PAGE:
My Way or the Highway

By Douglas Hanks III
Washington Post Staff Writer
Wednesday, May 23, 2001

I AM HEADING FOR RICHMOND TODAY, so there is no reason to be sitting here on an aluminum stool thinking about the baked country ham and pineapple ring supper, which comes with (pick one) soup of the day or tomato juice for $8.95.

I should be frantic down Interstate 95, cursing a gold Topaz for lazing at 70 mph in the fast lane, glancing at the white place settings on royal blue that signal a fast-food turnoff. Lunch today should be with my engine running.

Instead, I swivel around and squint through the cigarette smoke to peer at the four lanes of Route 301 about 50 paces away from the front window at Gerber's New Yorker Restaurant in Bowling Green, Va.

The road shouldn't be this close to food. Modern transportation doctrine calls for highways to be straight shots with no stops. Overpasses, not intersections. Exits instead of traffic lights. And service roads replacing restaurants like Gerber's that front the very asphalt.

Route 301 ignores all that. Built in the 1920s, it remains a pokey stretch of road between Bowie and Richmond still cluttered with roadside distractions.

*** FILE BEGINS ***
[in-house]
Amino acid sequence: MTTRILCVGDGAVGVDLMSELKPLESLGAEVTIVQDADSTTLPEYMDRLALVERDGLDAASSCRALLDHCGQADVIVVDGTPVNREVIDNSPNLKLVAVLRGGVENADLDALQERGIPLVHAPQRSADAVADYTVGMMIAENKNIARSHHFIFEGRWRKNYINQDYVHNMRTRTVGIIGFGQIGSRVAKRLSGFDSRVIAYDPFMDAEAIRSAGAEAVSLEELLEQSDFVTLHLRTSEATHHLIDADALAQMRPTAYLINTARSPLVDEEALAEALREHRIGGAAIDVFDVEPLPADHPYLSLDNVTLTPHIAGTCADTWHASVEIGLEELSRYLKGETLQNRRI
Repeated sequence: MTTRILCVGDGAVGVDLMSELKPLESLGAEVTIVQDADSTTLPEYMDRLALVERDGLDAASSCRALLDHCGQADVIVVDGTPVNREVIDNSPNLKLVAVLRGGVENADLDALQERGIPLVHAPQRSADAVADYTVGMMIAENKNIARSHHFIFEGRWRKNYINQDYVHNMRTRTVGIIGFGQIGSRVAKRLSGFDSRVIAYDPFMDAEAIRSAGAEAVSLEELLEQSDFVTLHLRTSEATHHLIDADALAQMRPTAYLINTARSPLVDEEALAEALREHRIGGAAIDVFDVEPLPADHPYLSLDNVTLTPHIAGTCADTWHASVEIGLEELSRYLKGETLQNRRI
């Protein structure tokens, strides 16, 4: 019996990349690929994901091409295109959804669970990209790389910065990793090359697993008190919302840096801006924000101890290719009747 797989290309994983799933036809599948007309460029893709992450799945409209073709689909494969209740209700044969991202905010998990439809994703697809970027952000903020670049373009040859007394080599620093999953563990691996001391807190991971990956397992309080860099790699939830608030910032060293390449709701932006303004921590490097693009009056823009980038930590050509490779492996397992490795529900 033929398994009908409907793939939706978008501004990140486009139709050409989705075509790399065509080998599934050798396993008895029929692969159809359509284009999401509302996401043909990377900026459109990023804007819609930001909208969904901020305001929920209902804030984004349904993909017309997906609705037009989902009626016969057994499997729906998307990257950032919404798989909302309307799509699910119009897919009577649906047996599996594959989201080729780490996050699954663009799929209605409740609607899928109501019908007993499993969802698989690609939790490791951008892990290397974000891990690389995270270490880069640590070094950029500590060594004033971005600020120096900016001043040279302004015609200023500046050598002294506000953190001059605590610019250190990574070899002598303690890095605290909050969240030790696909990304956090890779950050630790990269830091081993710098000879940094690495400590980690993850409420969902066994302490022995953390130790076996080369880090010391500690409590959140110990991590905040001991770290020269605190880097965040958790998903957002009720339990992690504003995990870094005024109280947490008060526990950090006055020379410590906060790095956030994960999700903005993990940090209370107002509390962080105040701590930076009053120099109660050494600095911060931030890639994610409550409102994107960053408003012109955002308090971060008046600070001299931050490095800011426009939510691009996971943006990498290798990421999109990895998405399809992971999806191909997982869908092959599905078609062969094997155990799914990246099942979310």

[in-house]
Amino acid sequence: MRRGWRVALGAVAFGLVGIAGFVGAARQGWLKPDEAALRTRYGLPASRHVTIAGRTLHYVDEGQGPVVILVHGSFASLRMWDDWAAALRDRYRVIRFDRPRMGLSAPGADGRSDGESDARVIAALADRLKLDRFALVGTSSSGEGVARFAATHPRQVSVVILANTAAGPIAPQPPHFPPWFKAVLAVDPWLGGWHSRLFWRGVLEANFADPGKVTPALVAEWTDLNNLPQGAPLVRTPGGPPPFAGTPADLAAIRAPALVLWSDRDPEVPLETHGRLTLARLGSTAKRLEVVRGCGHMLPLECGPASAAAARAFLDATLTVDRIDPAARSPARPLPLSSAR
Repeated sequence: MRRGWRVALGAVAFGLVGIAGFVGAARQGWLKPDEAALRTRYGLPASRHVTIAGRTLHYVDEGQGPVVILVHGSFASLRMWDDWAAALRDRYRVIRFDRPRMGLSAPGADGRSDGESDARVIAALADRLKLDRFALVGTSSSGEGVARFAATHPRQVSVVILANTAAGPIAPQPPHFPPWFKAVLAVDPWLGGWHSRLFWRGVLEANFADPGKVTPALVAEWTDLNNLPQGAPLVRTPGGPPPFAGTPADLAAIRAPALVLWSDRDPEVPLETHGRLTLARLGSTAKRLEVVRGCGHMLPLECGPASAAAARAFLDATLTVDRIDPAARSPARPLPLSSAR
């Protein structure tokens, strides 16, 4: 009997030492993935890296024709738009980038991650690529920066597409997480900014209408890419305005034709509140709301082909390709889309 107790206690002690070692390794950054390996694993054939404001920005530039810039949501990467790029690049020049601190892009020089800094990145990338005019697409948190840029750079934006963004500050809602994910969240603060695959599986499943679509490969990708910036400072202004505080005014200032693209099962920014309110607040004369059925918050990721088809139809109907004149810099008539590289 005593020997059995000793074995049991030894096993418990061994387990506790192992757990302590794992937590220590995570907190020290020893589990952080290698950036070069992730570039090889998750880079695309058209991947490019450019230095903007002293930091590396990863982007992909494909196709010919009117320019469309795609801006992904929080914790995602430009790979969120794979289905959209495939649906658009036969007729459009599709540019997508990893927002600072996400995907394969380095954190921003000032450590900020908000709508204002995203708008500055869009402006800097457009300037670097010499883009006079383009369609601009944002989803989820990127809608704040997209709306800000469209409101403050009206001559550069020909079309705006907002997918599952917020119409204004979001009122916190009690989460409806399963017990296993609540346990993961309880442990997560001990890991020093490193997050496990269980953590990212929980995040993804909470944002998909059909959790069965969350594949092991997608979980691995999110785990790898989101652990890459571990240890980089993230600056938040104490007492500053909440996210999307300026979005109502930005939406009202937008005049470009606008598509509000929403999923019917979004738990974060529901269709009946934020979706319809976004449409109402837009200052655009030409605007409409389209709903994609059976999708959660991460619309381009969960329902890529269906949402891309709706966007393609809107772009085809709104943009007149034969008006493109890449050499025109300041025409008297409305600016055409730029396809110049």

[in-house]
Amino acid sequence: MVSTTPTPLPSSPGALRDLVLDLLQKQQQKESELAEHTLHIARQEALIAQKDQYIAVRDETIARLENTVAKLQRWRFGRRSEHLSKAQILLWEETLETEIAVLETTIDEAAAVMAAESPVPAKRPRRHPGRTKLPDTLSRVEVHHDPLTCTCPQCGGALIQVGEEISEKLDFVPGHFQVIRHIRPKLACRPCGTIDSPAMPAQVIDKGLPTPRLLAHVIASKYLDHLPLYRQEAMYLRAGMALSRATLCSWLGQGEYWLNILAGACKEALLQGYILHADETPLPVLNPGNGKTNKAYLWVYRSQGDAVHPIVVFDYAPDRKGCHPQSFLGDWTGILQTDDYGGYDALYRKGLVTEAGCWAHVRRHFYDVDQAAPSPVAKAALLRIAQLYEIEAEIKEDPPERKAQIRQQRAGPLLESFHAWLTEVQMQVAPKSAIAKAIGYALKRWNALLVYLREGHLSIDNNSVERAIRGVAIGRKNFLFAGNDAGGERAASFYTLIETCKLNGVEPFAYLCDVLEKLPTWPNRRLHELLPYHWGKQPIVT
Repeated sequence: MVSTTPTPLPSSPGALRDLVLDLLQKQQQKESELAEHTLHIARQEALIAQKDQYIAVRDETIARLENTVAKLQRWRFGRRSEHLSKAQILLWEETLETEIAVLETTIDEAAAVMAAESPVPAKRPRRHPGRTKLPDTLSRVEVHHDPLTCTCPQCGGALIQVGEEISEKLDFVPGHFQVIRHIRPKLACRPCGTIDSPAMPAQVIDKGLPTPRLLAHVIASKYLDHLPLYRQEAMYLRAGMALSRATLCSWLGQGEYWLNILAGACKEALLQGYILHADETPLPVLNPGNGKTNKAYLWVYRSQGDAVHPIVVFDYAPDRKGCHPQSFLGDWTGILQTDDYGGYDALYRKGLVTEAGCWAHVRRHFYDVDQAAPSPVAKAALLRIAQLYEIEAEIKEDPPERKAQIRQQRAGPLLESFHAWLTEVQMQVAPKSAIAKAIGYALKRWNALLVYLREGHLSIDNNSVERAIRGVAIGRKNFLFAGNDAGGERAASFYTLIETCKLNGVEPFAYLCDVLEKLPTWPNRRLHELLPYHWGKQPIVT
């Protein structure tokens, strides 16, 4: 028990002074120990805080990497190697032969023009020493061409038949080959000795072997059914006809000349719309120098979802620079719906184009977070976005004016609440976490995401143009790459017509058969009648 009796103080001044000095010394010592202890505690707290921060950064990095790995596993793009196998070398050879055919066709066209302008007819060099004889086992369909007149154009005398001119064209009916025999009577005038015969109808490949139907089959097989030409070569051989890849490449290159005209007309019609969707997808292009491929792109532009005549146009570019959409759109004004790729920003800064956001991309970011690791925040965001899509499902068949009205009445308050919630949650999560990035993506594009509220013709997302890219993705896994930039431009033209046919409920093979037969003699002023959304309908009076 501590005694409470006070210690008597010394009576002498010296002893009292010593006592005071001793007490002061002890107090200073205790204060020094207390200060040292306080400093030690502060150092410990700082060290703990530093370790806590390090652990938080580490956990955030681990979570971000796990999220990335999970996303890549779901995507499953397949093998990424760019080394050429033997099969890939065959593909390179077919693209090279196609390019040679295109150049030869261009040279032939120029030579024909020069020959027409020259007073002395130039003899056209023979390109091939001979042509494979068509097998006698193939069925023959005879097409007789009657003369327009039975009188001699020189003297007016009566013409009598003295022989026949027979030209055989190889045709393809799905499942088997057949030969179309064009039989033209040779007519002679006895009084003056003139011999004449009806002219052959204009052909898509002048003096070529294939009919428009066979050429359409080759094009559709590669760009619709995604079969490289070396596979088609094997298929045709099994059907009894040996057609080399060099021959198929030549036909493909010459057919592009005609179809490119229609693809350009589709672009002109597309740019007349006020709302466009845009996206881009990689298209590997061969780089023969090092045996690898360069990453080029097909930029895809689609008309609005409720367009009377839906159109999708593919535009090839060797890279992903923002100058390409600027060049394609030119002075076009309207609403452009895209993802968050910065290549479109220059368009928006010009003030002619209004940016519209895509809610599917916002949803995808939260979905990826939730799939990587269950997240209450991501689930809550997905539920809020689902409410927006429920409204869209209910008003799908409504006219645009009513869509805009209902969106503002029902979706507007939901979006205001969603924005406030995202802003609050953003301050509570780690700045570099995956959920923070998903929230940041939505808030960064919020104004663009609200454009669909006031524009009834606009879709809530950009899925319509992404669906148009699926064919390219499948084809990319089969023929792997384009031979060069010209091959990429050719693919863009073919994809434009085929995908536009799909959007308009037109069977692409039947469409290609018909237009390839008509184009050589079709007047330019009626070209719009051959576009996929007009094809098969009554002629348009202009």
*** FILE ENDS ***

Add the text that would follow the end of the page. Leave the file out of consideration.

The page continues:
Off-ramps and wooded berms isolate I-95 motorists from passing towns to the point that personalized license plates seem like scenery. On Route 301, there's a trailer park with a plastic horse out front that is anatomically correct and definitely a mare.

In short, there's something to see on Route 301. It captures what long car trips used to mean: watching towns roll past through the windows, stopping at a place that looked good, taking a gamble on the meatloaf. With this weekend's launch of the summer driving season, I decided to roll the dice for 100 miles along Route 301.

The rules: no chicken nuggets, no drive-throughs and no hurry.

And no staring at that horse.


Outside the sign reads Cold Beer, Light Wine. Inside, Clementine Greenfield lights the griddle with a wooden match and puts on two sausage cakes. She is 71, and this is her 49th year on the job. The kitchen -- the griddle, a gas stove and fryer and a sink -- sits just off the linoleum counter with stools covered in aqua vinyl.

If the settings seem humble at Cleo's Restaurant and Motel just south of Upper Marlboro, the conversation this morning isn't.

"The state is all for it . . . I'm meeting with Wayne Curry at 10 . . . Remember that dinner for Al Gore?"

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